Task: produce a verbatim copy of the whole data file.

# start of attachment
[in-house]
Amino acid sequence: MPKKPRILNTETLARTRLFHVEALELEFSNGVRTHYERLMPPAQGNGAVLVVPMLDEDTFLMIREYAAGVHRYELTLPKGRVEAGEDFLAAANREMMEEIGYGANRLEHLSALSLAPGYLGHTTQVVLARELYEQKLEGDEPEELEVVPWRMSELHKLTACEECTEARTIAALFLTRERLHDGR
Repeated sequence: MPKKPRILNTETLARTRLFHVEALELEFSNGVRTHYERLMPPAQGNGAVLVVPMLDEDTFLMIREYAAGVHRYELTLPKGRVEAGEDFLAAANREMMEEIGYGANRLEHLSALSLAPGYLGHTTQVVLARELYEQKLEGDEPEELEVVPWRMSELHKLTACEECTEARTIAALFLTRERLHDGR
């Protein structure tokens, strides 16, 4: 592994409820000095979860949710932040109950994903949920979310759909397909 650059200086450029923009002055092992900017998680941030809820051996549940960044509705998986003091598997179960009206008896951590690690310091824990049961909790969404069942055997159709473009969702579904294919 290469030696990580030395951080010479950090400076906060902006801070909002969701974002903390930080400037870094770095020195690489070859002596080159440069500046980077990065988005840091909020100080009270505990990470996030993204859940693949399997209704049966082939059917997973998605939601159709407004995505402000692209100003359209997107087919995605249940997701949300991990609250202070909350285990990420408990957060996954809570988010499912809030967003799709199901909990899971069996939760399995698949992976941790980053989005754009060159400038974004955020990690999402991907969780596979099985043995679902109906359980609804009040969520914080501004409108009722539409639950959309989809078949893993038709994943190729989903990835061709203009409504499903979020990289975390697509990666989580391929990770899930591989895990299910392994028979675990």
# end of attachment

[in-house]
Amino acid sequence: MPKKPRILNTETLARTRLFHVEALELEFSNGVRTHYERLMPPAQGNGAVLVVPMLDEDTFLMIREYAAGVHRYELTLPKGRVEAGEDFLAAANREMMEEIGYGANRLEHLSALSLAPGYLGHTTQVVLARELYEQKLEGDEPEELEVVPWRMSELHKLTACEECTEARTIAALFLTRERLHDGR
Repeated sequence: MPKKPRILNTETLARTRLFHVEALELEFSNGVRTHYERLMPPAQGNGAVLVVPMLDEDTFLMIREYAAGVHRYELTLPKGRVEAGEDFLAAANREMMEEIGYGANRLEHLSALSLAPGYLGHTTQVVLARELYEQKLEGDEPEELEVVPWRMSELHKLTACEECTEARTIAALFLTRERLHDGR
């Protein structure tokens, strides 16, 4: 592994409820000095979860949710932040109950994903949920979310759909397909 650059200086450029923009002055092992900017998680941030809820051996549940960044509705998986003091598997179960009206008896951590690690310091824990049961909790969404069942055997159709473009969702579904294919 290469030696990580030395951080010479950090400076906060902006801070909002969701974002903390930080400037870094770095020195690489070859002596080159440069500046980077990065988005840091909020100080009270505990990470996030993204859940693949399997209704049966082939059917997973998605939601159709407004995505402000692209100003359209997107087919995605249940997701949300991990609250202070909350285990990420408990957060996954809570988010499912809030967003799709199901909990899971069996939760399995698949992976941790980053989005754009060159400038974004955020990690999402991907969780596979099985043995679902109906359980609804009040969520914080501004409108009722539409639950959309989809078949893993038709994943190729989903990835061709203009409504499903979020990289975390697509990666989580391929990770899930591989895990299910392994028979675990």